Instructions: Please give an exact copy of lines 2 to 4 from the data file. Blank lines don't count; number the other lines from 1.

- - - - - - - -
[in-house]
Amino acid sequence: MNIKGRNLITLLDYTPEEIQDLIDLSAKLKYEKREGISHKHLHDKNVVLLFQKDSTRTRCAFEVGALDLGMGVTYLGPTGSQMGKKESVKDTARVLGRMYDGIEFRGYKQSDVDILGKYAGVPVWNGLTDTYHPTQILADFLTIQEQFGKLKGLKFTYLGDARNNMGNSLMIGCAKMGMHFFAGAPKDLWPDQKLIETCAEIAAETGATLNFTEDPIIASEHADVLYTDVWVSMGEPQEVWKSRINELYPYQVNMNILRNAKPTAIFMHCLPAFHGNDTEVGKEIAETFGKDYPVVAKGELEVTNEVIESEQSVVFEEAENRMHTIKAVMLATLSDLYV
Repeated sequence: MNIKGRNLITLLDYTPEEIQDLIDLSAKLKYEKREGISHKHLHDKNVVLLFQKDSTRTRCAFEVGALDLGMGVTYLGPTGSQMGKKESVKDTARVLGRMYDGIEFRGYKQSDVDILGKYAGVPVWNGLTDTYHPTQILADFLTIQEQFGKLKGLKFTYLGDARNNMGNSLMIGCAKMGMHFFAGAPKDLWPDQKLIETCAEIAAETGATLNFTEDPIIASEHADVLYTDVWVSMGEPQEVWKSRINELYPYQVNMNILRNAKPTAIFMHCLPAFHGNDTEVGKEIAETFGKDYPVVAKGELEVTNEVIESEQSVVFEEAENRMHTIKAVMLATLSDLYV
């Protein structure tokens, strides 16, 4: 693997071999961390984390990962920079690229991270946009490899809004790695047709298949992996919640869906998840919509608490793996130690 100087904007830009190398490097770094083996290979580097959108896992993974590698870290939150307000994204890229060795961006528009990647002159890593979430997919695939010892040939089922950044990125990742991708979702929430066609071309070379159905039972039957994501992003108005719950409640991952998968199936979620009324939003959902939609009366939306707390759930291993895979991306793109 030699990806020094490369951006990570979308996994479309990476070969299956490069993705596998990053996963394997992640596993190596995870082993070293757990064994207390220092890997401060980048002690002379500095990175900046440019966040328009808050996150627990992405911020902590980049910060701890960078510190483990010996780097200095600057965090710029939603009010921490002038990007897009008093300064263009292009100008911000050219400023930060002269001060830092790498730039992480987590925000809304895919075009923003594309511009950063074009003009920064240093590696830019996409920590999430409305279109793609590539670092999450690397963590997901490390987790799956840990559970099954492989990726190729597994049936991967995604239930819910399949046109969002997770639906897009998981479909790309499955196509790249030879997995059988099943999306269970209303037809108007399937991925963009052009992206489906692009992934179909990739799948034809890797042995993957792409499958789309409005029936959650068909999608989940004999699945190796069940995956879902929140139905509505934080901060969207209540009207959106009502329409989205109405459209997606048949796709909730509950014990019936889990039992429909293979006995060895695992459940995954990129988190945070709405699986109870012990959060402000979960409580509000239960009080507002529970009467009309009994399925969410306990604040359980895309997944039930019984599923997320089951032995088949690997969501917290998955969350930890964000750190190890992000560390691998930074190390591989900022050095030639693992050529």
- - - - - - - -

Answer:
Amino acid sequence: MNIKGRNLITLLDYTPEEIQDLIDLSAKLKYEKREGISHKHLHDKNVVLLFQKDSTRTRCAFEVGALDLGMGVTYLGPTGSQMGKKESVKDTARVLGRMYDGIEFRGYKQSDVDILGKYAGVPVWNGLTDTYHPTQILADFLTIQEQFGKLKGLKFTYLGDARNNMGNSLMIGCAKMGMHFFAGAPKDLWPDQKLIETCAEIAAETGATLNFTEDPIIASEHADVLYTDVWVSMGEPQEVWKSRINELYPYQVNMNILRNAKPTAIFMHCLPAFHGNDTEVGKEIAETFGKDYPVVAKGELEVTNEVIESEQSVVFEEAENRMHTIKAVMLATLSDLYV
Repeated sequence: MNIKGRNLITLLDYTPEEIQDLIDLSAKLKYEKREGISHKHLHDKNVVLLFQKDSTRTRCAFEVGALDLGMGVTYLGPTGSQMGKKESVKDTARVLGRMYDGIEFRGYKQSDVDILGKYAGVPVWNGLTDTYHPTQILADFLTIQEQFGKLKGLKFTYLGDARNNMGNSLMIGCAKMGMHFFAGAPKDLWPDQKLIETCAEIAAETGATLNFTEDPIIASEHADVLYTDVWVSMGEPQEVWKSRINELYPYQVNMNILRNAKPTAIFMHCLPAFHGNDTEVGKEIAETFGKDYPVVAKGELEVTNEVIESEQSVVFEEAENRMHTIKAVMLATLSDLYV
């Protein structure tokens, strides 16, 4: 693997071999961390984390990962920079690229991270946009490899809004790695047709298949992996919640869906998840919509608490793996130690 100087904007830009190398490097770094083996290979580097959108896992993974590698870290939150307000994204890229060795961006528009990647002159890593979430997919695939010892040939089922950044990125990742991708979702929430066609071309070379159905039972039957994501992003108005719950409640991952998968199936979620009324939003959902939609009366939306707390759930291993895979991306793109 030699990806020094490369951006990570979308996994479309990476070969299956490069993705596998990053996963394997992640596993190596995870082993070293757990064994207390220092890997401060980048002690002379500095990175900046440019966040328009808050996150627990992405911020902590980049910060701890960078510190483990010996780097200095600057965090710029939603009010921490002038990007897009008093300064263009292009100008911000050219400023930060002269001060830092790498730039992480987590925000809304895919075009923003594309511009950063074009003009920064240093590696830019996409920590999430409305279109793609590539670092999450690397963590997901490390987790799956840990559970099954492989990726190729597994049936991967995604239930819910399949046109969002997770639906897009998981479909790309499955196509790249030879997995059988099943999306269970209303037809108007399937991925963009052009992206489906692009992934179909990739799948034809890797042995993957792409499958789309409005029936959650068909999608989940004999699945190796069940995956879902929140139905509505934080901060969207209540009207959106009502329409989205109405459209997606048949796709909730509950014990019936889990039992429909293979006995060895695992459940995954990129988190945070709405699986109870012990959060402000979960409580509000239960009080507002529970009467009309009994399925969410306990604040359980895309997944039930019984599923997320089951032995088949690997969501917290998955969350930890964000750190190890992000560390691998930074190390591989900022050095030639693992050529």